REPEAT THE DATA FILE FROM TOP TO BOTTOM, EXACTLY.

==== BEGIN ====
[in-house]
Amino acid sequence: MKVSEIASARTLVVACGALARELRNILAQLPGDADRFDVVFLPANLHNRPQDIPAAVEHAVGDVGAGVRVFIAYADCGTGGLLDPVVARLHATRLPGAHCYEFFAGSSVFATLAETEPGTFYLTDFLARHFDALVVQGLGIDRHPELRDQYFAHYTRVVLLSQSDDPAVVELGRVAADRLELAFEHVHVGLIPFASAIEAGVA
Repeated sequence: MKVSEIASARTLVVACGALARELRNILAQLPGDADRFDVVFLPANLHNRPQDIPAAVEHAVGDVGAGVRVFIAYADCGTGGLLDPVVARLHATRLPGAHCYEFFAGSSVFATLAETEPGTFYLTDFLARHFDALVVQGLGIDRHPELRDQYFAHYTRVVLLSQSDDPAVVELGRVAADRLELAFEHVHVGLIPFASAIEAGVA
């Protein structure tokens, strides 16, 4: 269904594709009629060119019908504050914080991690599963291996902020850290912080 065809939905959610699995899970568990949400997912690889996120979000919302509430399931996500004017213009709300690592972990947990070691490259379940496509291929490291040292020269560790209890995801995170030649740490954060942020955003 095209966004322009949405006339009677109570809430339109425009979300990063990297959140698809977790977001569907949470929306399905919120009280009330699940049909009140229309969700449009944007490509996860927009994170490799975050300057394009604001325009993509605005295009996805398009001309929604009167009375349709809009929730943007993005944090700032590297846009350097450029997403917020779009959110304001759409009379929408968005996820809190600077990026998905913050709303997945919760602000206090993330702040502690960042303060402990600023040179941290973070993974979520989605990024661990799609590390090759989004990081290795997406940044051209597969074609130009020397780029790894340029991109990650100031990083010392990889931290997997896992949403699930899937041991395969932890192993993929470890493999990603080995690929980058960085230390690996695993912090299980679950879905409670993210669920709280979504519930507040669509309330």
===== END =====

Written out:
[in-house]
Amino acid sequence: MKVSEIASARTLVVACGALARELRNILAQLPGDADRFDVVFLPANLHNRPQDIPAAVEHAVGDVGAGVRVFIAYADCGTGGLLDPVVARLHATRLPGAHCYEFFAGSSVFATLAETEPGTFYLTDFLARHFDALVVQGLGIDRHPELRDQYFAHYTRVVLLSQSDDPAVVELGRVAADRLELAFEHVHVGLIPFASAIEAGVA
Repeated sequence: MKVSEIASARTLVVACGALARELRNILAQLPGDADRFDVVFLPANLHNRPQDIPAAVEHAVGDVGAGVRVFIAYADCGTGGLLDPVVARLHATRLPGAHCYEFFAGSSVFATLAETEPGTFYLTDFLARHFDALVVQGLGIDRHPELRDQYFAHYTRVVLLSQSDDPAVVELGRVAADRLELAFEHVHVGLIPFASAIEAGVA
């Protein structure tokens, strides 16, 4: 269904594709009629060119019908504050914080991690599963291996902020850290912080 065809939905959610699995899970568990949400997912690889996120979000919302509430399931996500004017213009709300690592972990947990070691490259379940496509291929490291040292020269560790209890995801995170030649740490954060942020955003 095209966004322009949405006339009677109570809430339109425009979300990063990297959140698809977790977001569907949470929306399905919120009280009330699940049909009140229309969700449009944007490509996860927009994170490799975050300057394009604001325009993509605005295009996805398009001309929604009167009375349709809009929730943007993005944090700032590297846009350097450029997403917020779009959110304001759409009379929408968005996820809190600077990026998905913050709303997945919760602000206090993330702040502690960042303060402990600023040179941290973070993974979520989605990024661990799609590390090759989004990081290795997406940044051209597969074609130009020397780029790894340029991109990650100031990083010392990889931290997997896992949403699930899937041991395969932890192993993929470890493999990603080995690929980058960085230390690996695993912090299980679950879905409670993210669920709280979504519930507040669509309330």